Another school district moves to protect their children by allowing TDI-FASTER trained staff carry concealed in their school buildings. Law enforcement can never be there in time. Lost minutes means lost lives. The teachers and staff are there. Let them be vetted, licensed, trained and certified to protect the children. ...
A review of our first Handgun 1-3 class of the year. There are only a very few openings for the late Fall, 2017 classes.
"TDI Handgun I-III Review
So I finally got around to taking TDI's Handgun I-III course. It was a very intense 3-day weekend of instruction and shooting. More than just lectures, it is practical in every sense of the word.
I'm not going to go into specific details. After all, the course materials are TDI's intellectual property. Instead, I'm going to give you my impressions of it.
First off, I shoot a lot. So far this year I have shot about 200 rounds per week on average. If I maintain that pace I will clear 10,000 rounds fired by the end of the year. Ask any of your friends who shoot if 10K rounds a year shows a commitment to improving and retaining skill. So yeah, I think of myself as a good shot.
The first day at TDI I learned something that markedly improved my shooting. Day freaking ONE. Furthermore, I wasn't the best shot in the class at all. This is a place to come to improve no matter how good you think you are. One thing is for sure, ALL of the instructors have impressive skills that I can only hope to roughly emulate.
If you go to TDI, and you should, there is a list of stuff you should bring with you: 1 – a willingness to learn 2 – a willingness to learn 3 – a willingness to learn OK, the list is actually longer than that but you get the point. If you go there thinking that you are some uber-speed-death-ninja-3000 then you're not going to improve. Worse, you won't discover your own limitations (and we ALL have some). Go there, hear them out, and try the approaches they teach. Odds are you'll find yourself able to execute those better than most anything else.
The class included not just shooting but also tactics. Shooting on the move. When not to shoot. How to deal with a threat that may not appear to be a lethal threat. House clearing. It was like drinking from a firehose. I think it's going to take me a few weeks of doing my own drills just to begin to understand what all I can absorb from this class.
So, let's talk seriously about gear for a second. I took a 9x19mm Sig P320C (from Kyle's Gunshop). My holster and gun belt were by Zlogonje Gunleathers. My dual mag carrier was by Zach Troutt. I used Remington 115-gr FMJ for my ammo. Most critically, I had an UpLula magazine loader.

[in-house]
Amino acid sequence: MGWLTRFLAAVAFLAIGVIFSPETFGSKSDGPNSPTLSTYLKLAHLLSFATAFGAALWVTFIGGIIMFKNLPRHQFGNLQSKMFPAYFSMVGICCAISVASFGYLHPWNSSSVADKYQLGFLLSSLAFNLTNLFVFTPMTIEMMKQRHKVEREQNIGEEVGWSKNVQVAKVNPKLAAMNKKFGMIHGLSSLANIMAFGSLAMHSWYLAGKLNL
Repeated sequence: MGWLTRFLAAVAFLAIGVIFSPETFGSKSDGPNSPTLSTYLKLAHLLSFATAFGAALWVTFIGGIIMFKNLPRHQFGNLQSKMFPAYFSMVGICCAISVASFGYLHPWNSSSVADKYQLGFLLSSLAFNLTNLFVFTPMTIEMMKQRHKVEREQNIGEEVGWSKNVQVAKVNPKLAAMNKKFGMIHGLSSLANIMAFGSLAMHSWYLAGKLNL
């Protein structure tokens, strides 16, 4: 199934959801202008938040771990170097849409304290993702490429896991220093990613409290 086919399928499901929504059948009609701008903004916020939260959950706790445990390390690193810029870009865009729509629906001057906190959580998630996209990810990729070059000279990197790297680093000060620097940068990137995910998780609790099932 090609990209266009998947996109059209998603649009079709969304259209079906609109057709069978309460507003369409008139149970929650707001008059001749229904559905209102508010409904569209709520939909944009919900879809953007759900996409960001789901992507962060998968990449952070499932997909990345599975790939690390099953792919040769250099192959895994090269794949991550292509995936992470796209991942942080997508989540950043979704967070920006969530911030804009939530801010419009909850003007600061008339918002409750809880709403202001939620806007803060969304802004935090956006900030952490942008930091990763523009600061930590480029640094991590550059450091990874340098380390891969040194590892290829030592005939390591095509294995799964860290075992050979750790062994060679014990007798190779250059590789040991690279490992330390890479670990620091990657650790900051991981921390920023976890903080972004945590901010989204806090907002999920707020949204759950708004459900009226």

The reality is that you NEED to have a semi-automatic pistol to take this course. Most of you know that I am a dedicated revolver guy. I truly dislike semi-autos in general and the 9x19mm cartridge in particular. Don't even get me started on polymer framed, striker-fired guns. But that's what the course is geared towards so deal with it. Most of the instructors carry either Glocks or S&W M&Ps. My Sig 320 wasn't the only one in the class and the instructors sort of ogled them with curiosity. Whatever gun you take you should really have at least 10 round magazine capacity and a mag holder that can hold at least 2 spare mags. A lot of the drills are 30-round count so that single-stack with 7 rounds just isn't going to cut it.
I had one unintentional pistol malfunction while I was at this class (yes, they intentionally cause you malfunctions at certain points in the class to teach you how to deal with them). My very, very dirty pistol locked the slide back on a magazine that still had ammo in it. Maybe it was operator error, my thumbs could've been high enough to accidentally engage the slide release I suppose, but regardless it shouldn't have happened. Seeing the slide locked back I just automatically executed a reload and continued the string of fire. It wasn't until the end of that drill when I went to pick up my magazines from the ground that I saw ammo still in it. Not a big deal but just wanted to mention it in the interest of full disclosure. I've seen the same, and worse, happen to every other type/brand of gun even when not as dirty as my Sig.
The skills they teach are applicable to any handgun. If you're a revolver guy like me and prefer a 5-shot .44 Special...great. Go to TDI with a 9x19mm semi-auto and then practice at your home range with your wheelgun using the skills you started to learn. Shooting 5 rounds at a time at your own pace is fine, you just don't want to slow down the whole class at TDI is all. TDI also has a snubby revolver class that I took previously which is also quite good.
TDI courses are not cheap but they are worth it. The student to instructor ratio is roughly 3:1 but if you get hung up on something you'll have one on one instruction until you can get past the hurdle. If you have never been it is worth going." ...
Tactical Defense Institute 2174 Bethany Ridge
West Union, OH 45693